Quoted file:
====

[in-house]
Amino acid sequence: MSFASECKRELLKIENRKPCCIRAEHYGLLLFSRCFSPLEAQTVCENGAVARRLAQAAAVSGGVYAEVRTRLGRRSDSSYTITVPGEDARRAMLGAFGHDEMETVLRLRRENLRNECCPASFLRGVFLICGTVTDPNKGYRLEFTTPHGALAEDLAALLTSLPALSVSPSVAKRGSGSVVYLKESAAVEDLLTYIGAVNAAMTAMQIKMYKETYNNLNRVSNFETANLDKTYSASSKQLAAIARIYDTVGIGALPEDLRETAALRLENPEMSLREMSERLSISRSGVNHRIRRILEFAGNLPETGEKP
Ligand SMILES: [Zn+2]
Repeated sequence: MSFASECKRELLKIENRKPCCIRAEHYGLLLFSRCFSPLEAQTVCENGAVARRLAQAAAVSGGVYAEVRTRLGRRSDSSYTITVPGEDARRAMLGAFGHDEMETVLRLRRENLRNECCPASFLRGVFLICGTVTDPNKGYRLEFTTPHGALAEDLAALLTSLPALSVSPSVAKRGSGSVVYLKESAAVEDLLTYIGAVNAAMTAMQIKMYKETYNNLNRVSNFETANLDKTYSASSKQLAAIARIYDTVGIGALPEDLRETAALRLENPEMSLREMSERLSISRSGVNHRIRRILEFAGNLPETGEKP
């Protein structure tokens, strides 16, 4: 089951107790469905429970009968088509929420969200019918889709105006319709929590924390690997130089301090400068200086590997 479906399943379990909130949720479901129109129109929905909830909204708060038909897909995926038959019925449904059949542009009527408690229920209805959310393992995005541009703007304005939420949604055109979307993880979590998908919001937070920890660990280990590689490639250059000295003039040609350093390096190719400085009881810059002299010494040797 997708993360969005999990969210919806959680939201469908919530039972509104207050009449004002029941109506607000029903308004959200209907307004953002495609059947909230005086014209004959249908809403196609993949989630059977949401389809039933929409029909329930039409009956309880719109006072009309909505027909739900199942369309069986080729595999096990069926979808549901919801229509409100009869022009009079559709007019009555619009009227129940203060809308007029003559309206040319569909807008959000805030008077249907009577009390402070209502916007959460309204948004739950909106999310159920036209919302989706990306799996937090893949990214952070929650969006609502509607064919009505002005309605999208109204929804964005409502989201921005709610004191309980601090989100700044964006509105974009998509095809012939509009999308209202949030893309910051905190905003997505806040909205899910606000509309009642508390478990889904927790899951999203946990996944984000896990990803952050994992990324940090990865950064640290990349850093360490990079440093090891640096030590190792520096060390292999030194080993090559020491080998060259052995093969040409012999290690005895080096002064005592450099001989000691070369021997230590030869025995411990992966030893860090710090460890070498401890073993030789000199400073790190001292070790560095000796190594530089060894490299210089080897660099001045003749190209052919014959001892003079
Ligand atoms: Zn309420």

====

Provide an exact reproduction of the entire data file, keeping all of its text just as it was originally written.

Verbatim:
[in-house]
Amino acid sequence: MSFASECKRELLKIENRKPCCIRAEHYGLLLFSRCFSPLEAQTVCENGAVARRLAQAAAVSGGVYAEVRTRLGRRSDSSYTITVPGEDARRAMLGAFGHDEMETVLRLRRENLRNECCPASFLRGVFLICGTVTDPNKGYRLEFTTPHGALAEDLAALLTSLPALSVSPSVAKRGSGSVVYLKESAAVEDLLTYIGAVNAAMTAMQIKMYKETYNNLNRVSNFETANLDKTYSASSKQLAAIARIYDTVGIGALPEDLRETAALRLENPEMSLREMSERLSISRSGVNHRIRRILEFAGNLPETGEKP
Ligand SMILES: [Zn+2]
Repeated sequence: MSFASECKRELLKIENRKPCCIRAEHYGLLLFSRCFSPLEAQTVCENGAVARRLAQAAAVSGGVYAEVRTRLGRRSDSSYTITVPGEDARRAMLGAFGHDEMETVLRLRRENLRNECCPASFLRGVFLICGTVTDPNKGYRLEFTTPHGALAEDLAALLTSLPALSVSPSVAKRGSGSVVYLKESAAVEDLLTYIGAVNAAMTAMQIKMYKETYNNLNRVSNFETANLDKTYSASSKQLAAIARIYDTVGIGALPEDLRETAALRLENPEMSLREMSERLSISRSGVNHRIRRILEFAGNLPETGEKP
């Protein structure tokens, strides 16, 4: 089951107790469905429970009968088509929420969200019918889709105006319709929590924390690997130089301090400068200086590997 479906399943379990909130949720479901129109129109929905909830909204708060038909897909995926038959019925449904059949542009009527408690229920209805959310393992995005541009703007304005939420949604055109979307993880979590998908919001937070920890660990280990590689490639250059000295003039040609350093390096190719400085009881810059002299010494040797 997708993360969005999990969210919806959680939201469908919530039972509104207050009449004002029941109506607000029903308004959200209907307004953002495609059947909230005086014209004959249908809403196609993949989630059977949401389809039933929409029909329930039409009956309880719109006072009309909505027909739900199942369309069986080729595999096990069926979808549901919801229509409100009869022009009079559709007019009555619009009227129940203060809308007029003559309206040319569909807008959000805030008077249907009577009390402070209502916007959460309204948004739950909106999310159920036209919302989706990306799996937090893949990214952070929650969006609502509607064919009505002005309605999208109204929804964005409502989201921005709610004191309980601090989100700044964006509105974009998509095809012939509009999308209202949030893309910051905190905003997505806040909205899910606000509309009642508390478990889904927790899951999203946990996944984000896990990803952050994992990324940090990865950064640290990349850093360490990079440093090891640096030590190792520096060390292999030194080993090559020491080998060259052995093969040409012999290690005895080096002064005592450099001989000691070369021997230590030869025995411990992966030893860090710090460890070498401890073993030789000199400073790190001292070790560095000796190594530089060894490299210089080897660099001045003749190209052919014959001892003079
Ligand atoms: Zn309420």